The alliance hopes to overcome a host of mistakes being made by otherwise savvy producers and film makers. Many black films fall victim to their creators’ good intentions but inept marketing practices. “I think that a lot of people overshoot in terms of the number of screens that they put a film on,” said DuVernay, “and I think that a lot of people undershoot in terms of the type of marketing that they apply toward certain types of films. But in cases where there’s been a happy marriage of distribution and marketing, you’ve seen modest and successfully distributed films that give nice returns to investors.”
The film “Just Wright,” starring Queen Latifah and Common, was “on too many screens,” DuVernay said. “And it was a campaign that didn’t integrate any kind of grassroots effort or real local outreach. They had a very national campaign, and they were relying on their stars. If they would have had some boots on the ground, it might have made some difference.” The film only grossed $21.5 million.
Other black films succeed if producers employ the right marketing mix. “You look at something very successful like ‘Jumping the Broom’ — they had a full-fledged publicity campaign, a very aggressive advertising campaign and local support on the ground — and you get a hit,” DuVernay said. “Same thing with ‘The Help.’ With the right marketing, the right push, the right kind of perfect storm of elements, you can actually have a successful release.”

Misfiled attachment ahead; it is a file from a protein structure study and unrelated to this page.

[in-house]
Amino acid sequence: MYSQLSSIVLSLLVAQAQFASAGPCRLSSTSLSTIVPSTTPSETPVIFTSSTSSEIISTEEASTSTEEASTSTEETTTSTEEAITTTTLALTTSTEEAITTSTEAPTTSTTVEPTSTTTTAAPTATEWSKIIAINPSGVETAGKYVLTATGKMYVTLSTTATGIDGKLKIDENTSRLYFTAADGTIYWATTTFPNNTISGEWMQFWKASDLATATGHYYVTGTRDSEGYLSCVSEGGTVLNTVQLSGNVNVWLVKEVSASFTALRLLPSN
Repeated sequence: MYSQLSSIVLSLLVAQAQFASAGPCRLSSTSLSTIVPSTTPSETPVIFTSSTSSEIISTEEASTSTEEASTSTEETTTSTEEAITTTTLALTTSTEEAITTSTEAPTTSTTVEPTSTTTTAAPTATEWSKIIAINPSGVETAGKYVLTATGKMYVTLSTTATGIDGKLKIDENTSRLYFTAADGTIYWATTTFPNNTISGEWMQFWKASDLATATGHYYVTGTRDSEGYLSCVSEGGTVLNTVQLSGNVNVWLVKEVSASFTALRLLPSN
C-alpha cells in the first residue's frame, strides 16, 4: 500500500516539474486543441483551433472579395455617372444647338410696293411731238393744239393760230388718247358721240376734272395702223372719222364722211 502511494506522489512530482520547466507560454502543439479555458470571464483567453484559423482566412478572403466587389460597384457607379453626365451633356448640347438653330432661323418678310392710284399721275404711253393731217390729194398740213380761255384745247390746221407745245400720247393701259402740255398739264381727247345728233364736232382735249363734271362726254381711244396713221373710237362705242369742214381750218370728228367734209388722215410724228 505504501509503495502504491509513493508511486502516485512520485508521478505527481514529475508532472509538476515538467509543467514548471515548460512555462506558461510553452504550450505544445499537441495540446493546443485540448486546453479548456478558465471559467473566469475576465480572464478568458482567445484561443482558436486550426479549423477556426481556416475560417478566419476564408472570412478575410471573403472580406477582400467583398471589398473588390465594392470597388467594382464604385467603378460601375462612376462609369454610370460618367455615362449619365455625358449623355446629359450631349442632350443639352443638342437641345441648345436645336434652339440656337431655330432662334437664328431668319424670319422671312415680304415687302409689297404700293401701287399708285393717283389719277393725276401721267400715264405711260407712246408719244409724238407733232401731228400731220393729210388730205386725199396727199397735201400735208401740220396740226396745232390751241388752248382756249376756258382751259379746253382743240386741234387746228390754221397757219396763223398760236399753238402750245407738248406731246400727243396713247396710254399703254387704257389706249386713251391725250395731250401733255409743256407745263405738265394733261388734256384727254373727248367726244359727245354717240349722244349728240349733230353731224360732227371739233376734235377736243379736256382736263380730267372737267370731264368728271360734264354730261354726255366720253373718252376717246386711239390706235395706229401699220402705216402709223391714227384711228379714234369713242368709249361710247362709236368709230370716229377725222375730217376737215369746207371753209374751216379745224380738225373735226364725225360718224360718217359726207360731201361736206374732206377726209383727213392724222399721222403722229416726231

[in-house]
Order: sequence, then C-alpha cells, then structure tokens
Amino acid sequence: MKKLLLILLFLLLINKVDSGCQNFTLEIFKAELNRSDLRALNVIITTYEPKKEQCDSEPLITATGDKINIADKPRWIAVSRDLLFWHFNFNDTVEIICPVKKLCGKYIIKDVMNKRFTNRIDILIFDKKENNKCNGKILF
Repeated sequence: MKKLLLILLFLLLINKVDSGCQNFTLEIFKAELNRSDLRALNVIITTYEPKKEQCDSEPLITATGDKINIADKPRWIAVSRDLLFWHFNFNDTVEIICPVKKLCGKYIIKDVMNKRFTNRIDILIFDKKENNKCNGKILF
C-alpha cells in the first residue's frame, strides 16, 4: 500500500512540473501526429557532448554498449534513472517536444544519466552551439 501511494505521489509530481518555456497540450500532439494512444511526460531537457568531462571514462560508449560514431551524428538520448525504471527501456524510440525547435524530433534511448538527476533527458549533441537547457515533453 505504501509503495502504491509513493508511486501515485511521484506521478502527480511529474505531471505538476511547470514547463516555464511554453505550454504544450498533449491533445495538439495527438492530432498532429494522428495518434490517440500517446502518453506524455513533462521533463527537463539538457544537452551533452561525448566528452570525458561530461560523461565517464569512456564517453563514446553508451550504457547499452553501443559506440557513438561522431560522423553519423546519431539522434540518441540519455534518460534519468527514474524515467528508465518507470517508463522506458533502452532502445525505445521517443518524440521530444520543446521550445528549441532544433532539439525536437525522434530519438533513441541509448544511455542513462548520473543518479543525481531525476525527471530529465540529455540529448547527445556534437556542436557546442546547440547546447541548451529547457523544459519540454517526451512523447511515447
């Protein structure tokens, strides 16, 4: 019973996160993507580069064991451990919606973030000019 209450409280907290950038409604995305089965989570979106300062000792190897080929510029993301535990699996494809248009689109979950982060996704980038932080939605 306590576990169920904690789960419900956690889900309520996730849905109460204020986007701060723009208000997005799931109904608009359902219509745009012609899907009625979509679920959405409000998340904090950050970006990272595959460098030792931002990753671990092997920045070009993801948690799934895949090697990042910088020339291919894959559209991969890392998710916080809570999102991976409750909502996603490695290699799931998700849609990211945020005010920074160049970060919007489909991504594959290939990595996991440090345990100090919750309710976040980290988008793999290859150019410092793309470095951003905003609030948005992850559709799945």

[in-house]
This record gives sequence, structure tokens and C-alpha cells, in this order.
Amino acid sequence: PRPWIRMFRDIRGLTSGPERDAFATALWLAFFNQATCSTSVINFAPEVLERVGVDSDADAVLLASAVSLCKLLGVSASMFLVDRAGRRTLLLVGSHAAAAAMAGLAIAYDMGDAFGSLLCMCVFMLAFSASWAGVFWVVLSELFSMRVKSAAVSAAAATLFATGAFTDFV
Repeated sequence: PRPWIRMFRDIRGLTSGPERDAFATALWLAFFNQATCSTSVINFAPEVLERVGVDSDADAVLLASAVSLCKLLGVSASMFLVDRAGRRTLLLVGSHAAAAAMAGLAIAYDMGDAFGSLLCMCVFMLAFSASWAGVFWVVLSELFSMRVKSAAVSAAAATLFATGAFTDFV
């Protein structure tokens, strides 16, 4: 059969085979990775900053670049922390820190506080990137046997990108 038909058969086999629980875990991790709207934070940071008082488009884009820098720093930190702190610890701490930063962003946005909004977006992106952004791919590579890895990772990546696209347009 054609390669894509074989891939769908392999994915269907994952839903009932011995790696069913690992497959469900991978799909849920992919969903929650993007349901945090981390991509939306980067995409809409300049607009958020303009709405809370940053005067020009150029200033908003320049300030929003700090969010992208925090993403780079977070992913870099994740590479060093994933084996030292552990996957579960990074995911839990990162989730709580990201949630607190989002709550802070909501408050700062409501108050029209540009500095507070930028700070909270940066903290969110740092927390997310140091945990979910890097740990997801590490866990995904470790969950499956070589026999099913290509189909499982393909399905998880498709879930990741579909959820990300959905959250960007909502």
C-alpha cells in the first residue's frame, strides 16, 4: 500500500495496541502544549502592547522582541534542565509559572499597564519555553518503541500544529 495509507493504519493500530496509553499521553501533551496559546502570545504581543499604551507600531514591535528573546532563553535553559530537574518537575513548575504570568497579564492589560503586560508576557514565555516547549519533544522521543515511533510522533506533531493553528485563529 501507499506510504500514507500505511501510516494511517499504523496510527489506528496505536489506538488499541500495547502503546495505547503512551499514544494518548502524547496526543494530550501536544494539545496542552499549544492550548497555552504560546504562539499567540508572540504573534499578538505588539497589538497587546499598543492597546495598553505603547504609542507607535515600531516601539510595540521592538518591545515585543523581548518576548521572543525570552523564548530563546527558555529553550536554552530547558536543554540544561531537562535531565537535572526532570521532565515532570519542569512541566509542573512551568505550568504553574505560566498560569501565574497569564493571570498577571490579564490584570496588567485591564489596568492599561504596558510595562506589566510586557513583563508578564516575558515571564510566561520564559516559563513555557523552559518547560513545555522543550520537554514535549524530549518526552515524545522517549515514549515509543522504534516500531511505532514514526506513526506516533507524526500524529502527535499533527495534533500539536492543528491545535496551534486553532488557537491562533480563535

She herself has left nothing to chance. She has written and directed a film titled “I Will Follow,” starring Salli Richardson-Whitfield, who plays a woman sorting through memories of a dead aunt. The film was the first to be marketed by the AFFRM. “We couldn’t afford big advertising so we upped our ground game,” DuVernay said. “We did more grassroots organizing. We did heavy, heavy publicity. We were in a market for six months, when you’d [customarily] be in a market for 3 or 4 months before opening.”
by Charing Ball
Spike Lee has a new film, Red Hook Summer, premiering at the Sundance Movie Festival, which runs through January 29th. Lee told the New York Times that “it had been too long since I’d done a film, and I couldn’t wait on Hollywood anymore.Too many meetings, too many false starts, too many stuck projects.”
In the same article, Lee revealed that he didn’t bother taking the film to any of the major studios and had opted to financed his latest project on his own, much for the same reason as George Lucas. Likewise he is hoping to walk away from the festival with a distributor. Will Spike and Red Hook Summer get as much of a push when – and if – the film is released later this year? Will folks flood my Facebook timeline with the same urgency to see this film because Lee invested his own money? Will folks debate endlessly about the future of Black cinema if Red Hook Summer bombs at the box office? Probably not. That’s the point that I was making earlier this week in regards to Red Tails. This mad dash to “show Hollywood” that we could be good consumers has dulled the conversation on why we haven’t been out here supporting independent Black cinema.
But let’s not rehash that debate again. Instead I am more curious if we as a country are emotionally ready for a film, which has Lee reprising his role as Mookie and is said to be a sort of follow up to “Do the Right Thing?
There are no clips or a trailer for the new Spike Lee Joint as Lee wants to keep this one under wraps. However, published reports suggest that this film chronicles the gentrification of Brooklyn New York. And according to the synopsis of the story, which had been co-penned by Lee and James McBride (Miracle at St. Anna):